17 March 2015

Munchausen by proxy: getting attention by making someone else sick

Cybershrink discusses the condition 'Munchausen by proxy' where people fake illness in others under their care, usually their own children, to gain attention and sympathy for themselves.


In 1977, a British paediatrician, Roy Meadow, was recognizing a variation of Munchausen syndrome he called Munchausen syndrome by proxy. This was, he explained, where people faked illness in others under their care, usually their own children, to gain attention and sympathy for themselves.

Special form of child abuse

This curious condition hit the headlines recently when an American mother was convicted of killing her son by overloading him with salt.

Read: Mom found guilty of killing 5-year-old son with salt

After some initial doubts, the concept soon became accepted by doctors and social workers, as it seemed to explain some otherwise deeply puzzling cases. It was a special form of child abuse. Meadow, however, overreached himself in a parallel issue when he became sure that many cases of “cot death” or SIDS (Sudden Infant Death Syndrome) were due to physical abuse also being disguised as illness.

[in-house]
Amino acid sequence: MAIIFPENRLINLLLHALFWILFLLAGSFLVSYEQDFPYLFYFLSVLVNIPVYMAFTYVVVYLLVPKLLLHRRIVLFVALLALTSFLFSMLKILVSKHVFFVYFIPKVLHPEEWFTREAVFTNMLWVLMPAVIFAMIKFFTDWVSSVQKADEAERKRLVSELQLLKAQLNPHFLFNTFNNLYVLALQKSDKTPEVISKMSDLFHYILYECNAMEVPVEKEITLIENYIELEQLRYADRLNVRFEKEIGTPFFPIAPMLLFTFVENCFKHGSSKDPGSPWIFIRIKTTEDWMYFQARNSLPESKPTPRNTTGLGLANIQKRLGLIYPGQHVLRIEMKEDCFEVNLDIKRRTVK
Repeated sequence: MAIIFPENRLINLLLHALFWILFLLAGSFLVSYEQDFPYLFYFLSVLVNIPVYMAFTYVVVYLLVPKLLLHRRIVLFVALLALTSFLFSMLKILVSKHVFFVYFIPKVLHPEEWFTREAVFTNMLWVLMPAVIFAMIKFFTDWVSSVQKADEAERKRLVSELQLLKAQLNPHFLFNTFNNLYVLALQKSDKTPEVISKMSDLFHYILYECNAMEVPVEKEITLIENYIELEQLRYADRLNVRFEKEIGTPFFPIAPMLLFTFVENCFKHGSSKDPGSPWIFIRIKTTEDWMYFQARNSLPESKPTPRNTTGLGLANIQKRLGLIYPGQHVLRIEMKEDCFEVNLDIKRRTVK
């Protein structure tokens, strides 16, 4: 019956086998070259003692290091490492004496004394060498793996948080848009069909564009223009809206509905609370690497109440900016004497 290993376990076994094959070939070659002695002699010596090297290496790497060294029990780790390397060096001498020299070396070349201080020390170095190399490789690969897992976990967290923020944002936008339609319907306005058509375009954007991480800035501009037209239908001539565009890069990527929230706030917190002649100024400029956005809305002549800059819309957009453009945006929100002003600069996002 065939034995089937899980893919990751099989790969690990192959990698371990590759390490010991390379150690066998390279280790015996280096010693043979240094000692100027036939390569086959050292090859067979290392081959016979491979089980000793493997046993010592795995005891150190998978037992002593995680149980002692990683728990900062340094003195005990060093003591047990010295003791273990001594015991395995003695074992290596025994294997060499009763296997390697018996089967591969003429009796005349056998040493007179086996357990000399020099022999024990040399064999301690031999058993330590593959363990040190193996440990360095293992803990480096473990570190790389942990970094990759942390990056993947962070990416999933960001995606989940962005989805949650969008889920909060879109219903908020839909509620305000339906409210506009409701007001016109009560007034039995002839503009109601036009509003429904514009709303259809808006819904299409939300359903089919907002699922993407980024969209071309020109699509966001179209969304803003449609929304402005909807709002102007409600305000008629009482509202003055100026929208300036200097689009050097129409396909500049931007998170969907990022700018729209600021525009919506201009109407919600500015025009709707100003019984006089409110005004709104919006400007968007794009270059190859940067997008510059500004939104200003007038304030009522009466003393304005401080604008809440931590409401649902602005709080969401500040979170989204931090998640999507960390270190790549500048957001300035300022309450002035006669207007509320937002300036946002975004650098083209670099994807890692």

SIDS was beginning to cause alarm at that time, and was little understood. It was especially not understood that it can indeed occur more than once in a family. Meadow declared that cot deaths do not run in families, and became associated with the rule that "unless proven otherwise, one cot death is tragic, two is suspicious and three is murder".

Sadly, his alarming ideas in this regard became an obsession, which obscured his important and original observations on Munchausen by proxy.

Lawyers love an acknowledged expert who speaks convincingly about an issue they can use in court, and Meadow began to be used as expert witness in too many cases.

Notably, in the trial of Sally Clark, he claimed he had found 81 cases of “cot death” which were actually murder, but that he had, peculiarly, disposed of the data. In his evidence, he insisted that the odds against two cot deaths happening within the same family were 73,000,000 to 1. By a majority of 10 to 2, the jury found Clark guilty. 

A very different conclusion

The trouble was that Meadow was wrong and had miscalculated the odds hugely, making a number of false assumptions. Others have estimated that the true odds may have been more than 2 to 1 in favour of the death NOT being murder, a very different conclusion.

The case was appealed on various grounds including his bad mathematics, but the Court of Appeal considered the evidence “overwhelming” and dismissed the appeal. Meadow wrote a paper dismissing his critics and opposing the waste of time on further investigating of the case.

But a skilled lawyer found new evidence, and it was shown that another expert witness had not revealed important evidence, i.e. that other tests showed another, infectious, cause for the death of one of the children. On a second appeal, Clark’s conviction was overturned in 2003. 

Read: Steps to prevent cot death